In order to combat the crisis President Yanukovych has gradually increased prices on utilities, resulting in much public and international dissatisfaction. With Ukraine’s government gross debt at almost 40% of GDP international financial institutions are concerned. The Euro crisis and its ripple effect on Ukraine combined with internal failures such as lack of effective reform in virtually all sectors has given the international financial institutions a very grim outlook for Ukraine’s near economic future.
After the Orange Revolution Ukraine’s new government made some promising progress towards Ukraine’s democratic consolidation. As a part of this reform program amendments were made to the constitution in 2004, creating a mixed parliamentary-presidential system. Despite this progress President Yanukovych and Prime Minister Tymoshenko (pformer one time allies and currently angry rivals) were unable to put their personal differences aside, and political infighting took a serious toll on the ongoing crucial reforms. After 2010 presidential elections, which were considered free and fair by international observers, Viktor Yanukovych came to power. His government annulled the 2004 amendments, effectively restoring the 1996 version of the constitution and reestablishing a strong presidency. Yanukovych’s government is also responsible for imprisoning the former Prime Minister Yulia Tymoshenko – a matter which has become highly controversial to the international community and has cost Ukraine many steps backwards on its path to European integration.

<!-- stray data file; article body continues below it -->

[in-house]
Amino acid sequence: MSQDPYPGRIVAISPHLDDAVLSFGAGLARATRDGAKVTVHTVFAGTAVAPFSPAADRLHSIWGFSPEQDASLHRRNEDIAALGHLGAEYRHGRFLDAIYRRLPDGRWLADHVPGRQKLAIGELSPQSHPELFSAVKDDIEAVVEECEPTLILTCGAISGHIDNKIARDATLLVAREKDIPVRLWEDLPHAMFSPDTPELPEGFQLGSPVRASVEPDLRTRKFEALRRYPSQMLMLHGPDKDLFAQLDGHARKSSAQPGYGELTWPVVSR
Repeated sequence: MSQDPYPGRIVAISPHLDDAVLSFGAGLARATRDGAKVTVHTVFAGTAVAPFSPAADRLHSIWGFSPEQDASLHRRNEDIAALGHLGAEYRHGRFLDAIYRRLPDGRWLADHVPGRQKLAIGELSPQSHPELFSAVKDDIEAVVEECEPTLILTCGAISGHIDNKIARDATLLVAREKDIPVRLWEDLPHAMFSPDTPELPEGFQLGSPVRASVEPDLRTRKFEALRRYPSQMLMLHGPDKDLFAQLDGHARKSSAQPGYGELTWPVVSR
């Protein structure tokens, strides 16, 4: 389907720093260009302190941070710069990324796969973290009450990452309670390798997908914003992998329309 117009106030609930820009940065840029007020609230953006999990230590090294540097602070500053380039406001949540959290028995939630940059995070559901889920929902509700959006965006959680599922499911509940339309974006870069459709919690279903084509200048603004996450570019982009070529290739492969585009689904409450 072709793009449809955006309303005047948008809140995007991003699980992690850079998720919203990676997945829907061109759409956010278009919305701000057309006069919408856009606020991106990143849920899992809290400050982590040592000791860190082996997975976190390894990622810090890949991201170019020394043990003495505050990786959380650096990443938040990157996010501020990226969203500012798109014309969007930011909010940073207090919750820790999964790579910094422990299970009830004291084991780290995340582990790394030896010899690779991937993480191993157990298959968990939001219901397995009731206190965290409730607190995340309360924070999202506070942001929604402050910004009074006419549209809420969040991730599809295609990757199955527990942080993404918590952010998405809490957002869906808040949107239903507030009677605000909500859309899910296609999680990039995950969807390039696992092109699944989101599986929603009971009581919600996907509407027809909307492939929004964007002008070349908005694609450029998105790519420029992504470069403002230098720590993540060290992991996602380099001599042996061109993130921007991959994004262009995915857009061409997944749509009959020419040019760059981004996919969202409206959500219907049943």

Since Yanukovych came to power significant regression towards an authoritarian rule has taken place in Ukraine. Misuse of the judiciary became the main indication of a deteriorating political landscape from 2011 on, preventing free and fair political competition. Criminal cases against the leaders of opposition and imprisonment of Yuliya Tymoshenko removed the most vocal opponents of the government from active politics. The opposition has become weakened, leaving voters with no viable alternative to the ruling party.